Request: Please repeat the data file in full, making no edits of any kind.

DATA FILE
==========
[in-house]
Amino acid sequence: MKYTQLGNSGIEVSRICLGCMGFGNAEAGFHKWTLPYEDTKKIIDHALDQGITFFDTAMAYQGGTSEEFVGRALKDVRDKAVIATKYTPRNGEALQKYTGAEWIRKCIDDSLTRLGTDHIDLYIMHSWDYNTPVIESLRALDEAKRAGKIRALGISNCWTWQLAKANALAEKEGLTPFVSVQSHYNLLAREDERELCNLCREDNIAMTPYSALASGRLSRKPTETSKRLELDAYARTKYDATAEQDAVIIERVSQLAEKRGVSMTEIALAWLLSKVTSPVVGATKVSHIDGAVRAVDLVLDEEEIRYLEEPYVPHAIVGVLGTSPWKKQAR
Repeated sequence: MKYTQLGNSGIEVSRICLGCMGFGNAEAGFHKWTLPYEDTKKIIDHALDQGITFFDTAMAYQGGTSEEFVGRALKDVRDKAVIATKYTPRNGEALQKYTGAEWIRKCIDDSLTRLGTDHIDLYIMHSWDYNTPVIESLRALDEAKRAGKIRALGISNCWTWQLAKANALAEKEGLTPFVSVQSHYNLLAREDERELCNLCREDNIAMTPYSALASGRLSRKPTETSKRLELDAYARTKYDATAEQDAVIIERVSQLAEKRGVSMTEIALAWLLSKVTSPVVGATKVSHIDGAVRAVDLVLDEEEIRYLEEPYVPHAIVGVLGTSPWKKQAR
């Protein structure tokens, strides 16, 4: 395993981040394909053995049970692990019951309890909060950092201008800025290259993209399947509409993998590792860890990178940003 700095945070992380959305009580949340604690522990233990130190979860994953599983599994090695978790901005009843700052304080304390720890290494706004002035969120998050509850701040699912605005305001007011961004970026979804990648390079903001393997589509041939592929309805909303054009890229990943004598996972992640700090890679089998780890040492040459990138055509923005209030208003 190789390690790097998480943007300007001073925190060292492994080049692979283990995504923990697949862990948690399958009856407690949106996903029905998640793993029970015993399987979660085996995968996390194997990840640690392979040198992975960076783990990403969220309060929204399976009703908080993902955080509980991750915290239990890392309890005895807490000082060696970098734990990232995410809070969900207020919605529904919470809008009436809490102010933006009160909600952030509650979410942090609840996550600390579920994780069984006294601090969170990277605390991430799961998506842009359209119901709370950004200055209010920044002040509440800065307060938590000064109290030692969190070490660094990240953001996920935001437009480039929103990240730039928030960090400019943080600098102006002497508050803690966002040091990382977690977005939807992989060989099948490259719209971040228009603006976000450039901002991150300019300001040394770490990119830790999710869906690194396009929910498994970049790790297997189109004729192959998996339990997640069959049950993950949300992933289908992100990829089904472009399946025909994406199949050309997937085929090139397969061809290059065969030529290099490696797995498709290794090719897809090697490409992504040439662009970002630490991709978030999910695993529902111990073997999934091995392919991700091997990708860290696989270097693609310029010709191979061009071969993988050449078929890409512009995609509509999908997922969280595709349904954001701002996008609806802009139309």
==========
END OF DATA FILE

[in-house]
Amino acid sequence: MKYTQLGNSGIEVSRICLGCMGFGNAEAGFHKWTLPYEDTKKIIDHALDQGITFFDTAMAYQGGTSEEFVGRALKDVRDKAVIATKYTPRNGEALQKYTGAEWIRKCIDDSLTRLGTDHIDLYIMHSWDYNTPVIESLRALDEAKRAGKIRALGISNCWTWQLAKANALAEKEGLTPFVSVQSHYNLLAREDERELCNLCREDNIAMTPYSALASGRLSRKPTETSKRLELDAYARTKYDATAEQDAVIIERVSQLAEKRGVSMTEIALAWLLSKVTSPVVGATKVSHIDGAVRAVDLVLDEEEIRYLEEPYVPHAIVGVLGTSPWKKQAR
Repeated sequence: MKYTQLGNSGIEVSRICLGCMGFGNAEAGFHKWTLPYEDTKKIIDHALDQGITFFDTAMAYQGGTSEEFVGRALKDVRDKAVIATKYTPRNGEALQKYTGAEWIRKCIDDSLTRLGTDHIDLYIMHSWDYNTPVIESLRALDEAKRAGKIRALGISNCWTWQLAKANALAEKEGLTPFVSVQSHYNLLAREDERELCNLCREDNIAMTPYSALASGRLSRKPTETSKRLELDAYARTKYDATAEQDAVIIERVSQLAEKRGVSMTEIALAWLLSKVTSPVVGATKVSHIDGAVRAVDLVLDEEEIRYLEEPYVPHAIVGVLGTSPWKKQAR
């Protein structure tokens, strides 16, 4: 395993981040394909053995049970692990019951309890909060950092201008800025290259993209399947509409993998590792860890990178940003 700095945070992380959305009580949340604690522990233990130190979860994953599983599994090695978790901005009843700052304080304390720890290494706004002035969120998050509850701040699912605005305001007011961004970026979804990648390079903001393997589509041939592929309805909303054009890229990943004598996972992640700090890679089998780890040492040459990138055509923005209030208003 190789390690790097998480943007300007001073925190060292492994080049692979283990995504923990697949862990948690399958009856407690949106996903029905998640793993029970015993399987979660085996995968996390194997990840640690392979040198992975960076783990990403969220309060929204399976009703908080993902955080509980991750915290239990890392309890005895807490000082060696970098734990990232995410809070969900207020919605529904919470809008009436809490102010933006009160909600952030509650979410942090609840996550600390579920994780069984006294601090969170990277605390991430799961998506842009359209119901709370950004200055209010920044002040509440800065307060938590000064109290030692969190070490660094990240953001996920935001437009480039929103990240730039928030960090400019943080600098102006002497508050803690966002040091990382977690977005939807992989060989099948490259719209971040228009603006976000450039901002991150300019300001040394770490990119830790999710869906690194396009929910498994970049790790297997189109004729192959998996339990997640069959049950993950949300992933289908992100990829089904472009399946025909994406199949050309997937085929090139397969061809290059065969030529290099490696797995498709290794090719897809090697490409992504040439662009970002630490991709978030999910695993529902111990073997999934091995392919991700091997990708860290696989270097693609310029010709191979061009071969993988050449078929890409512009995609509509999908997922969280595709349904954001701002996008609806802009139309």